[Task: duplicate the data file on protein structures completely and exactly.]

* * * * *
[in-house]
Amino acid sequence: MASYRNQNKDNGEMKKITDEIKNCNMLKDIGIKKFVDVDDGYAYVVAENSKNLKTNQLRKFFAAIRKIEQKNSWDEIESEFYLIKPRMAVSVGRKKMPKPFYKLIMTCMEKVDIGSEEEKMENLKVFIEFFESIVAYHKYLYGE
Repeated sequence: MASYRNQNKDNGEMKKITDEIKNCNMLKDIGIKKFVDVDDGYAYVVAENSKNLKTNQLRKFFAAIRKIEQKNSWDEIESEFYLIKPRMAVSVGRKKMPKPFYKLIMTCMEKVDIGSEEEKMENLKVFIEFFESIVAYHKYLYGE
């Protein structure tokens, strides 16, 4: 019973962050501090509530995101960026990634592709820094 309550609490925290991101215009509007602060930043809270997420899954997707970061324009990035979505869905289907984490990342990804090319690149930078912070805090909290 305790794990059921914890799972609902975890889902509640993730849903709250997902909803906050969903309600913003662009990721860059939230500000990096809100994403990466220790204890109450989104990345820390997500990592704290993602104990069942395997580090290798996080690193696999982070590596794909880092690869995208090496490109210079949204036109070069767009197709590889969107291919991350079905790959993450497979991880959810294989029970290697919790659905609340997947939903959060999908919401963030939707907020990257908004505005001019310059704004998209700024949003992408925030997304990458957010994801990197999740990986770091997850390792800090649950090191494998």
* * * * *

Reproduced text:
[in-house]
Amino acid sequence: MASYRNQNKDNGEMKKITDEIKNCNMLKDIGIKKFVDVDDGYAYVVAENSKNLKTNQLRKFFAAIRKIEQKNSWDEIESEFYLIKPRMAVSVGRKKMPKPFYKLIMTCMEKVDIGSEEEKMENLKVFIEFFESIVAYHKYLYGE
Repeated sequence: MASYRNQNKDNGEMKKITDEIKNCNMLKDIGIKKFVDVDDGYAYVVAENSKNLKTNQLRKFFAAIRKIEQKNSWDEIESEFYLIKPRMAVSVGRKKMPKPFYKLIMTCMEKVDIGSEEEKMENLKVFIEFFESIVAYHKYLYGE
């Protein structure tokens, strides 16, 4: 019973962050501090509530995101960026990634592709820094 309550609490925290991101215009509007602060930043809270997420899954997707970061324009990035979505869905289907984490990342990804090319690149930078912070805090909290 305790794990059921914890799972609902975890889902509640993730849903709250997902909803906050969903309600913003662009990721860059939230500000990096809100994403990466220790204890109450989104990345820390997500990592704290993602104990069942395997580090290798996080690193696999982070590596794909880092690869995208090496490109210079949204036109070069767009197709590889969107291919991350079905790959993450497979991880959810294989029970290697919790659905609340997947939903959060999908919401963030939707907020990257908004505005001019310059704004998209700024949003992408925030997304990458957010994801990197999740990986770091997850390792800090649950090191494998």